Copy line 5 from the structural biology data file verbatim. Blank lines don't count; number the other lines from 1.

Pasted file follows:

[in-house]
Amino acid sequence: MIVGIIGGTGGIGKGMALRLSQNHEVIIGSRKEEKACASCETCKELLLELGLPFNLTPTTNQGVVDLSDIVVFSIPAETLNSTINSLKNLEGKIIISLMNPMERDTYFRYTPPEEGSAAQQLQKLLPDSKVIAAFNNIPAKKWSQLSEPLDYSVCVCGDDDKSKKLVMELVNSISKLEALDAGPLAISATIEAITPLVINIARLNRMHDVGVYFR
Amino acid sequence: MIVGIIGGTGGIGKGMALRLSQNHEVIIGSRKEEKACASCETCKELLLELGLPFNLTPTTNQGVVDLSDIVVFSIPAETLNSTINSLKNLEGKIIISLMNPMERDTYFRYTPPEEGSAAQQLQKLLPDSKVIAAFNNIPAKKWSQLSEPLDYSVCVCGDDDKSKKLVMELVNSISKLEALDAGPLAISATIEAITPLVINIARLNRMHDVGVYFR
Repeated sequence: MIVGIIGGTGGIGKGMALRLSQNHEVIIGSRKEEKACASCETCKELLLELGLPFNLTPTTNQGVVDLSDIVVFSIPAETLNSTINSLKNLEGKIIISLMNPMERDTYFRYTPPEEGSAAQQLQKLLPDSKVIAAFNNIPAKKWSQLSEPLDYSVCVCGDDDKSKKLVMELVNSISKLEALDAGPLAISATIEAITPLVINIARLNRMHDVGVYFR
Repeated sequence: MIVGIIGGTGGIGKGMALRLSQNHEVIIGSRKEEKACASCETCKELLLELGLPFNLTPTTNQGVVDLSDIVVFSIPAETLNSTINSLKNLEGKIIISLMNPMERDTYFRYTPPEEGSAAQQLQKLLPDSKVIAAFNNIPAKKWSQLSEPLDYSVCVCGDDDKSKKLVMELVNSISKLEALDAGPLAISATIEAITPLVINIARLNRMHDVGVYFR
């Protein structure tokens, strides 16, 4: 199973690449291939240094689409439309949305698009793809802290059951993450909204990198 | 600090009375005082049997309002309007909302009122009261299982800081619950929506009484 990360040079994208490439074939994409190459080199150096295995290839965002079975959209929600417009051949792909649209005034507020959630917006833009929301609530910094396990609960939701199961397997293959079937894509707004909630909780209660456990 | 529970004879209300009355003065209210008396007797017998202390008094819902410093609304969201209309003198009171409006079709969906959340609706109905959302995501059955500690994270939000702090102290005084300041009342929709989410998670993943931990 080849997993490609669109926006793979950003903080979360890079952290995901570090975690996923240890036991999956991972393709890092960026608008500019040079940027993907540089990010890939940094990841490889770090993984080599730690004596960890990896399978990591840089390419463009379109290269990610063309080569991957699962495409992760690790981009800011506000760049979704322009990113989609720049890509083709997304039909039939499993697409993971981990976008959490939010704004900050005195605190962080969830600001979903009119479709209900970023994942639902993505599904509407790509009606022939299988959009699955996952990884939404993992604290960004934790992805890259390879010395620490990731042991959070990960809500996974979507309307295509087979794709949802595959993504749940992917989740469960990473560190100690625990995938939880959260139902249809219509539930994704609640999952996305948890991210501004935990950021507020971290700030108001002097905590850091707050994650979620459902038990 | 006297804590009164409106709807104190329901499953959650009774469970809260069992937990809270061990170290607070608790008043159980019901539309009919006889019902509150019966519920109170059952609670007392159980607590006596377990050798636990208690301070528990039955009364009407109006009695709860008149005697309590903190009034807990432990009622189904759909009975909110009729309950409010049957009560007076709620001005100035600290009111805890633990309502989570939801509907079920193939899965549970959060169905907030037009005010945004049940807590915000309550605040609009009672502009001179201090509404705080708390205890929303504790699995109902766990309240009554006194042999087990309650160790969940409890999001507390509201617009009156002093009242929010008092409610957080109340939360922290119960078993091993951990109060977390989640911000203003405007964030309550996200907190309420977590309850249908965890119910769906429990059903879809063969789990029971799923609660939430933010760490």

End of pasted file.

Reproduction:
Repeated sequence: MIVGIIGGTGGIGKGMALRLSQNHEVIIGSRKEEKACASCETCKELLLELGLPFNLTPTTNQGVVDLSDIVVFSIPAETLNSTINSLKNLEGKIIISLMNPMERDTYFRYTPPEEGSAAQQLQKLLPDSKVIAAFNNIPAKKWSQLSEPLDYSVCVCGDDDKSKKLVMELVNSISKLEALDAGPLAISATIEAITPLVINIARLNRMHDVGVYFR